I have five brothers. One lives in Alaska, one in Arizona, two in New Hampshire and one in Florida. Choose the one who is my clear favorite at this time of year. If you picked the one in Florida who lives in a beachfront high-rise with a bar on the first floor, the one with a bona fide guest room with its own bathroom, the one who loves to pay Scrabble and eat Cape Cod potato chips until dawn, you win. This is the brother who meets my husband and me at the airport and drives us to his place where we jump into shorts, T-shirt and flip flops. We hop on the elevator, and press the express-to-ground-floor button.

The door slides open ON THE BEACH. There is music playing, people laughing, and Margaritas being sipped through a straw. Everything is turquoise. The warm waves are gently rolling on the shore and making that shhhhh sound. Tan beautiful people are playing volleyball. There is the scent of Coppertone in the air.

We have paid our dues. We have shoveled and scraped and sanded and salted. We have hauled wood down to the cellar and carried ashes up from the cellar. Roofs have been shoveled and the deck has been cleared over and over again.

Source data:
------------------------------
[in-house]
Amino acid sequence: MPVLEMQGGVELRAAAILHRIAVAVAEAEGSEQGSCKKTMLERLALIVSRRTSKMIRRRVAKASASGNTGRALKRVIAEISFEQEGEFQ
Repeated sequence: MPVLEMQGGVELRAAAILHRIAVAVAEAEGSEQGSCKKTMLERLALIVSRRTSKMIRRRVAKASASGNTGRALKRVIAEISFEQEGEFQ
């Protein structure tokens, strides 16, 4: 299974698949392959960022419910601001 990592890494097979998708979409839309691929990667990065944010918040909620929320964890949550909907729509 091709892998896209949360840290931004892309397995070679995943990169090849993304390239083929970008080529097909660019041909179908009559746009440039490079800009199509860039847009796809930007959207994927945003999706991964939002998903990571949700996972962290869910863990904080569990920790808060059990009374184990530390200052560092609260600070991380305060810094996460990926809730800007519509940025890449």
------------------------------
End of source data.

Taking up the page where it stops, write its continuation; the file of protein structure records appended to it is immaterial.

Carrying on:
The driveway has been snow-blowed and shoveled, and sprinkled with sand, peat moss and, in emergencies, the occasional cat litter.

We got our first seed catalogue on December 26. That was the day I slipped on the ice, not on the front steps or out by the mailbox, but in the shower!

I haven’t been for a walk in weeks. And as a consequence, I feel myself flabbing a little more each day.

They say on the Boston TV station that we are about to get the coldest weather we’ve had in years. Years! What kind of sadistic people have they got working there any way. They tell us the temperature is going to be about 1 zillion below but when you add the “chill factor” it will be even worse.

“Dress in layers,” they say.

My husband just remarked, “You know, it’s true what they day about the lack of sun.” I think he’s referring to our gloomy moods these days. A big day of cloudless sunshine would do a lot to perk us up.

We’re gulping down those fabulous tangerines that show up every year around this time. They are usually so cheap and then when they’ve hooked you so you can’t live without them, they triple the price, just to be mean. I’m looking for that good old January thaw. A friend, a beekeeper, once told me that the January thaw is Nature’s way of dealing with the bees’ needing to attend to elimination functions during a long cold winter like this one. I think they might be out of luck this year.

There was a time when I would regard those who went to Florida for the winter as whoosies. When they would talk about this or that golf course and daily sunshine, I would sniff with disdain.

That was before my favorite brother moved to Florida.